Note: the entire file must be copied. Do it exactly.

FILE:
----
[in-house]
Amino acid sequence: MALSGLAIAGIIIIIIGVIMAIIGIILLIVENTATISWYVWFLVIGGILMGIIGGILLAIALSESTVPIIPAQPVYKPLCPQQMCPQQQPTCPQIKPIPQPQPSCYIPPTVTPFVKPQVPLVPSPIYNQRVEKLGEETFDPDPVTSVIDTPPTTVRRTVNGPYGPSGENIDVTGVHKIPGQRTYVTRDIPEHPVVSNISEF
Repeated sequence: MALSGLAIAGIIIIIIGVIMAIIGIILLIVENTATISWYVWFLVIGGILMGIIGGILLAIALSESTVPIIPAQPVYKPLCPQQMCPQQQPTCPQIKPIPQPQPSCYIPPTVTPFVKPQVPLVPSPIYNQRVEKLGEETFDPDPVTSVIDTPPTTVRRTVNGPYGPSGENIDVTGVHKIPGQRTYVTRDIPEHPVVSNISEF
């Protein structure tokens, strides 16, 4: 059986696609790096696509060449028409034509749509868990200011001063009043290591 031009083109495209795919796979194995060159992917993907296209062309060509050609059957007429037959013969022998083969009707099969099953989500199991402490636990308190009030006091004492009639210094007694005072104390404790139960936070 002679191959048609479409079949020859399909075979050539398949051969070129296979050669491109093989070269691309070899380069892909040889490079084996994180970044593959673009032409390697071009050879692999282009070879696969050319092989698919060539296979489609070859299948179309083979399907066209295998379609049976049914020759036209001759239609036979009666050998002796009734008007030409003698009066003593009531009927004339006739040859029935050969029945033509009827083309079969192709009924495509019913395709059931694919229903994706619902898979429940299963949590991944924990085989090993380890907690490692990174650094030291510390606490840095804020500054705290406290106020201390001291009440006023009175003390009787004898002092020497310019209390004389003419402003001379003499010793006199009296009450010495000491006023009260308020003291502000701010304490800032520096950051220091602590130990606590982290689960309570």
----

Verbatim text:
[in-house]
Amino acid sequence: MALSGLAIAGIIIIIIGVIMAIIGIILLIVENTATISWYVWFLVIGGILMGIIGGILLAIALSESTVPIIPAQPVYKPLCPQQMCPQQQPTCPQIKPIPQPQPSCYIPPTVTPFVKPQVPLVPSPIYNQRVEKLGEETFDPDPVTSVIDTPPTTVRRTVNGPYGPSGENIDVTGVHKIPGQRTYVTRDIPEHPVVSNISEF
Repeated sequence: MALSGLAIAGIIIIIIGVIMAIIGIILLIVENTATISWYVWFLVIGGILMGIIGGILLAIALSESTVPIIPAQPVYKPLCPQQMCPQQQPTCPQIKPIPQPQPSCYIPPTVTPFVKPQVPLVPSPIYNQRVEKLGEETFDPDPVTSVIDTPPTTVRRTVNGPYGPSGENIDVTGVHKIPGQRTYVTRDIPEHPVVSNISEF
């Protein structure tokens, strides 16, 4: 059986696609790096696509060449028409034509749509868990200011001063009043290591 031009083109495209795919796979194995060159992917993907296209062309060509050609059957007429037959013969022998083969009707099969099953989500199991402490636990308190009030006091004492009639210094007694005072104390404790139960936070 002679191959048609479409079949020859399909075979050539398949051969070129296979050669491109093989070269691309070899380069892909040889490079084996994180970044593959673009032409390697071009050879692999282009070879696969050319092989698919060539296979489609070859299948179309083979399907066209295998379609049976049914020759036209001759239609036979009666050998002796009734008007030409003698009066003593009531009927004339006739040859029935050969029945033509009827083309079969192709009924495509019913395709059931694919229903994706619902898979429940299963949590991944924990085989090993380890907690490692990174650094030291510390606490840095804020500054705290406290106020201390001291009440006023009175003390009787004898002092020497310019209390004389003419402003001379003499010793006199009296009450010495000491006023009260308020003291502000701010304490800032520096950051220091602590130990606590982290689960309570």